The official meaning of learning disabilities is given in EL. 105-17 (1997) and states:
The term “specific learning disability” means a disorder in one or more of
the basic psychological processes involved in understanding or in using
language, spoken or written, which disorder may manifest itself in
imperfect ability to listen, think, speak, read, write, spell, or do
This term includes such conditions as perceptual disabilities, brain injury, minimal brain dysfunction, dyslexia, and developmental aphasia.
This term does not include a learning problem that is primarily the result
of visual, hearing, or motor disabilities, of mental retardation, of
emotional disturbance, or of environmental, cultural, or economic
Many educators view below grade-level achievement as a prerequisite to a diagnosis of a learning disability. Thus, an extremely bright student who is struggling to maintain passing grades due to a learning disability may slip through the cracks of available services because he is not failing (Baum, 1990).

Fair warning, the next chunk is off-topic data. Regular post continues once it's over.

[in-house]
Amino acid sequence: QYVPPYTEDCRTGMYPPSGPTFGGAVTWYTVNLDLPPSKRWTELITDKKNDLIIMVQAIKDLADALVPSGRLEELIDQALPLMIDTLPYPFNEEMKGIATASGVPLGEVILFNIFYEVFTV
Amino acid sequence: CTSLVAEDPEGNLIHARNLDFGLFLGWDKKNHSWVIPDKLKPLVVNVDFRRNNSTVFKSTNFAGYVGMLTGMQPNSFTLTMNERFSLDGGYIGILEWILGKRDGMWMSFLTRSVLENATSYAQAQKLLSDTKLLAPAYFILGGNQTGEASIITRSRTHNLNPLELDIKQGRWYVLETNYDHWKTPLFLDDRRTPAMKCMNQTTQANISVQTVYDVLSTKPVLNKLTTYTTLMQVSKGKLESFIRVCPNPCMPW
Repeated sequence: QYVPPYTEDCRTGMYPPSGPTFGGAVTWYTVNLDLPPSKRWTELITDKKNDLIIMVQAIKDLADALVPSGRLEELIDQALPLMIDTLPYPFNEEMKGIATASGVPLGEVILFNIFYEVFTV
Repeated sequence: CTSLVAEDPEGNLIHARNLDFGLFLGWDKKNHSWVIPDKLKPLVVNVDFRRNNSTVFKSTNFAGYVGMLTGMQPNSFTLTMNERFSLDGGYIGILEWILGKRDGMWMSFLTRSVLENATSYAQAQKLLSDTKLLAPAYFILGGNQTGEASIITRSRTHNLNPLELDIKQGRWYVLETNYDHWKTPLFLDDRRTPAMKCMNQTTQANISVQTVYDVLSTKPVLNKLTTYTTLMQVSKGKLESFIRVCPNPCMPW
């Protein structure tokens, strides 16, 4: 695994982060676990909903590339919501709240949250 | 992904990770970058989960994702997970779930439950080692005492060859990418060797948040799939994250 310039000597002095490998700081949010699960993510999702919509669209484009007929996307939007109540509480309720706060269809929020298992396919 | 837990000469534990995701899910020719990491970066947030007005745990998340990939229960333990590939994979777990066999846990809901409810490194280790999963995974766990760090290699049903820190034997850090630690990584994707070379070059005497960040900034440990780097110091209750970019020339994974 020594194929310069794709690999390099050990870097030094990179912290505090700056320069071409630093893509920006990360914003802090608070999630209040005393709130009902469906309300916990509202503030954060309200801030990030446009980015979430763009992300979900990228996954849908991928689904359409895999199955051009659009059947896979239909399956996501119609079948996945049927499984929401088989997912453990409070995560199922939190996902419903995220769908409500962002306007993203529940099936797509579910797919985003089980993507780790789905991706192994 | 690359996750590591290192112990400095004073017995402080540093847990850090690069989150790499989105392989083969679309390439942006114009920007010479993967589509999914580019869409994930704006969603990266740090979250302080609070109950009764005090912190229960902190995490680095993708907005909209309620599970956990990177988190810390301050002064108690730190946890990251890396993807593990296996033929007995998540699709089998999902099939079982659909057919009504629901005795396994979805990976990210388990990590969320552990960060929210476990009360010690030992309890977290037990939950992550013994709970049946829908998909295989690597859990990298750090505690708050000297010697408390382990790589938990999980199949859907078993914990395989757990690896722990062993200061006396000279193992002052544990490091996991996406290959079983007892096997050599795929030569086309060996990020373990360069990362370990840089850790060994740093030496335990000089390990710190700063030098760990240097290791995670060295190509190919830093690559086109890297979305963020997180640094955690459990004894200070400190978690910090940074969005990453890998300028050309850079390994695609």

There are three classifications of students with gifts/learning disabilities that have surfaced in the literature (Toll, 1993). The first type is the subtle gifted/learning disabled. This group of children is easily identified as gifted, however, they usually have poor spelling and handwriting. They may be disorganized and their work may appear sloppy. As these children grow older, the gap between what is expected of them and their actual performance may widen. Teachers expect them to be able to achieve because they are labeled gifted (Toll).
The second classification is the hidden gifted/learning disabled. These students are neither labeled as gifted nor learning disabled because their gifts and abilities mask each other. Their superior intelligence allows them to compensate for their learning disability by performing more like an average student. A clue to their intellectual brightness may surface in a specific content area or creative output (Toll, 1993). Students in this category are at a critical educational disadvantage because neither exceptionality is identified, which precludes their receiving educational programs designed to meet their individual needs (Rivera, Murdock, & Sexton, 1995).
The third group is the recognized learning disabled. They are commonly placed in a learning-disabled class and are usually well behaved, however their disability depresses their intellectual performance. They usually excel in an area of interest and may have good verbal skills (Rivera et al., 1995). This group is the most at-risk because of the implicit message accompanying the learning-disabled category that there is something wrong with the student and that must be fixed before anything else can be done (Baum, 1990), Parents and teachers alike become totally focused on the disability.